The new face of luxury travelers: Sophisticated, rejecting fake luxury, and tired of discriminations.

How to define the new trends in luxury travel? A new generation of wealthy individuals is evolving the concept of luxury travel. Luxury hotel marketing strategies must stay aligned with their customer base and think “outside the suite.”
Filip Boyen, CEO of Small Luxury Hotels of the World, comments: “Luxury travel used to be all about visiting certain destinations, being seen in the right place by the right people, and generally enjoying the high life in a more ostentatious manner, all while getting the exact same experience as everyone else. Luxury hotels reflected this, they were grand and provided people with a platform to enjoy themselves.”

A recent shift away from the hotel stay and towards the actual experience itself has caused luxury hotel marketing strategies to evolve quickly to meet the needs and expectations of their wealthy clientele.
Philippe Brown, founder at bespoke travel planners Brown and Hudson, explains, “With ideas like ‘Luxpedition’ we make challenging grand expeditions to the world’s most remote corners accessible to people who might otherwise be put off by arduous conditions. This has opened up a whole new market of mid-life crisis sufferers who would like to be Bear Grylls but want their comforts and moments of specific luxury.”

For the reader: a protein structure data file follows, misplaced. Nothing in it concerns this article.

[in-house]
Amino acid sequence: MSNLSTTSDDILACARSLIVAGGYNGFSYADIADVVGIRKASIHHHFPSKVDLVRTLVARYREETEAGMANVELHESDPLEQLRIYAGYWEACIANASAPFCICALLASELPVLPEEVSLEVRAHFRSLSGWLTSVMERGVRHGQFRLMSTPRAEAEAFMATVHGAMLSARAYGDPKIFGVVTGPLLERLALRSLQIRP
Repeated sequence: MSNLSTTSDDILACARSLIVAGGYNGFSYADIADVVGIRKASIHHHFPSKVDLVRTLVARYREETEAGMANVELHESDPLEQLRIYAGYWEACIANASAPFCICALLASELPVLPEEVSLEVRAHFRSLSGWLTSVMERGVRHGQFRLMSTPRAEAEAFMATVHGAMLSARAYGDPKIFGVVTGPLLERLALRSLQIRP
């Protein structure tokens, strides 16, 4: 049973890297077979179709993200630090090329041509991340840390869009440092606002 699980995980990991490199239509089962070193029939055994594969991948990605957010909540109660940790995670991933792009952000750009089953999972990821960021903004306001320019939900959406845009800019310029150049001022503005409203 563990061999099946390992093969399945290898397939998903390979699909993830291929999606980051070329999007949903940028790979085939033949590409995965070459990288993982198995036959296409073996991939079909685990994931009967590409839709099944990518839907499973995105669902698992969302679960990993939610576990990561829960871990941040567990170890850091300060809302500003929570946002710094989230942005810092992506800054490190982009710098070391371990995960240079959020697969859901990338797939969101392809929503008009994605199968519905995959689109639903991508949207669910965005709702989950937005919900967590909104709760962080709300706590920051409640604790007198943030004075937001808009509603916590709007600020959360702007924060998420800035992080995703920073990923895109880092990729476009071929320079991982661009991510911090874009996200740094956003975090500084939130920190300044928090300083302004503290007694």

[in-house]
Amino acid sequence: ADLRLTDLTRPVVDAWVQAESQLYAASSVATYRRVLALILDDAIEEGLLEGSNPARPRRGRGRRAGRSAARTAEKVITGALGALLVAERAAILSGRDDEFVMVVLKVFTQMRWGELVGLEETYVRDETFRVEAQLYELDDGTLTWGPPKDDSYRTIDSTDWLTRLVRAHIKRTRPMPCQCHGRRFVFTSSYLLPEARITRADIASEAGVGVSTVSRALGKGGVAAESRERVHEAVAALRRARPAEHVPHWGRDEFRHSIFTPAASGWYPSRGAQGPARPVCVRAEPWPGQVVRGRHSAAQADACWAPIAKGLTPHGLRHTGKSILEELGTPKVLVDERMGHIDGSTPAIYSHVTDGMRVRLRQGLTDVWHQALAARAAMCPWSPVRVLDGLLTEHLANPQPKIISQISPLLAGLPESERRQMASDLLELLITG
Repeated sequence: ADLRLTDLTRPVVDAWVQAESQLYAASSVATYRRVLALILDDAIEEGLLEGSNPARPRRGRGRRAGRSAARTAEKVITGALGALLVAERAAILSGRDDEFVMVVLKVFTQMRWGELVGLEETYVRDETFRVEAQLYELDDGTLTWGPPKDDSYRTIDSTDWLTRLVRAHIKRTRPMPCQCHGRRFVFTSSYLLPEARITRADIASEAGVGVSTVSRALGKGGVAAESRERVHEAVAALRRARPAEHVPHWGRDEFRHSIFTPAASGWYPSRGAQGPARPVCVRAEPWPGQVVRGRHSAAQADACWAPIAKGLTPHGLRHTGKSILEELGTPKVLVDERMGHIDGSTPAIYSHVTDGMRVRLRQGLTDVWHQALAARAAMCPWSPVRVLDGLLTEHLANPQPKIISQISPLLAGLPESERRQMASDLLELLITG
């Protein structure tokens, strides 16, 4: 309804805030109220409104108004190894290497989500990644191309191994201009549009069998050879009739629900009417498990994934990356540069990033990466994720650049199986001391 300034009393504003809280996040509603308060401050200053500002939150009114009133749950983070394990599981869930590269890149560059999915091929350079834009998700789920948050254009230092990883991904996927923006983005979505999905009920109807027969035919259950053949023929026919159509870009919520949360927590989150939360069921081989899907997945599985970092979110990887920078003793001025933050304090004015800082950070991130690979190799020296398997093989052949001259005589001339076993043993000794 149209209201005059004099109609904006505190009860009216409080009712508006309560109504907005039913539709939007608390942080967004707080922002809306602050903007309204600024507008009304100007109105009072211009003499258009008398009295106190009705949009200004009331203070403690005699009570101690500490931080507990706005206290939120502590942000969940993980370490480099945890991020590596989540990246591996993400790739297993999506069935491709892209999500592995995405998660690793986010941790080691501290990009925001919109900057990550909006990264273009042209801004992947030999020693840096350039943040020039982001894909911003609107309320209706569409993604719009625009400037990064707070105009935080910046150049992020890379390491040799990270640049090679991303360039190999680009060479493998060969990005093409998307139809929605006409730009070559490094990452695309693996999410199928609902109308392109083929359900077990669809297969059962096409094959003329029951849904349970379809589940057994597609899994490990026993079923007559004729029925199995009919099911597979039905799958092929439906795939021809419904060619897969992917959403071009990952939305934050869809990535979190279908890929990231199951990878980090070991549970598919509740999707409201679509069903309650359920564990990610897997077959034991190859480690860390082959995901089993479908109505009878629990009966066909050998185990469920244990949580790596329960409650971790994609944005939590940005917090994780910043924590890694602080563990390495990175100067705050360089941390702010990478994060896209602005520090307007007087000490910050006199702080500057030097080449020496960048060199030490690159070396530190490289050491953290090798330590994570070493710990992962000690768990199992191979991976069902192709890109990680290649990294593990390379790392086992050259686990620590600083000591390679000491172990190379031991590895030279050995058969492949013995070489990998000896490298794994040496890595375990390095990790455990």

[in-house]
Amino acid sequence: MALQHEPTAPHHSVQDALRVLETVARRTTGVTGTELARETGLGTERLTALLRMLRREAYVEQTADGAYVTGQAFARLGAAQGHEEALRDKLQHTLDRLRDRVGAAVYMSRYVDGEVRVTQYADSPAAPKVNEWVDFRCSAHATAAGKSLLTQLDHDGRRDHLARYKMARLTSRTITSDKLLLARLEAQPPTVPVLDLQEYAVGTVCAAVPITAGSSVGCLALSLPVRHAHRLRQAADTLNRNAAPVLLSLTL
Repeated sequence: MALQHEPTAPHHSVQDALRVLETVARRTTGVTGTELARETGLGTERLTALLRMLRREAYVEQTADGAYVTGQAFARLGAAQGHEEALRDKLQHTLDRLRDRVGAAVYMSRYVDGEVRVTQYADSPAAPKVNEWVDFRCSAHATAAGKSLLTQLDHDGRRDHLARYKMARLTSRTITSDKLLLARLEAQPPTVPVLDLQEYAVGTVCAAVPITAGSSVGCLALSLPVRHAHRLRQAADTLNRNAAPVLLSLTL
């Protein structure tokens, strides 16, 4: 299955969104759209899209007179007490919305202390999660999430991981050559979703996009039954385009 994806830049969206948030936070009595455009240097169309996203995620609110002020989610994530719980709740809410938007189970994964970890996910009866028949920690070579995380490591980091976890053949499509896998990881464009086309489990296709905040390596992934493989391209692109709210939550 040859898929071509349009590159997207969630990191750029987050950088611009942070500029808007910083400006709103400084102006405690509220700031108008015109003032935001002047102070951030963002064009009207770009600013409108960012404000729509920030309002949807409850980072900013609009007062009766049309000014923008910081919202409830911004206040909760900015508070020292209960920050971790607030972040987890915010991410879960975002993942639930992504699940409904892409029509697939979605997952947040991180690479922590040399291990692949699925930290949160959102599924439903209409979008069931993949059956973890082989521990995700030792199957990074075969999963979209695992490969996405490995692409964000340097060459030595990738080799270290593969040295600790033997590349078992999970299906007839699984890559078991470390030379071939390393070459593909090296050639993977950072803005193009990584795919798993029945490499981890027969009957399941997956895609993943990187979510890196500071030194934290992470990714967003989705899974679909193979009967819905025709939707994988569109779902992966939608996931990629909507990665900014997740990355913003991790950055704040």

How then can the concept of luxury hotel marketing be adjusted accordingly to capture a market that still wants the luxury but also wants the unique experience too? The answer lies in staying true to the key luxury brand values of authenticity and quality, while also adding in the experience element as part of the holistic package.

Pierre Gervois, Founder of Gervois Hotel Rating, the New York based luxury hotel rating system for U.S. hotels added “ The new generation of wealthy travelers and guests are not like their parents, who were attracted by flashy hotels made to display the arrival in a new social status, but now are attentive to sophistication, refinement, and all the discreet details and signs of recognition of the new elite”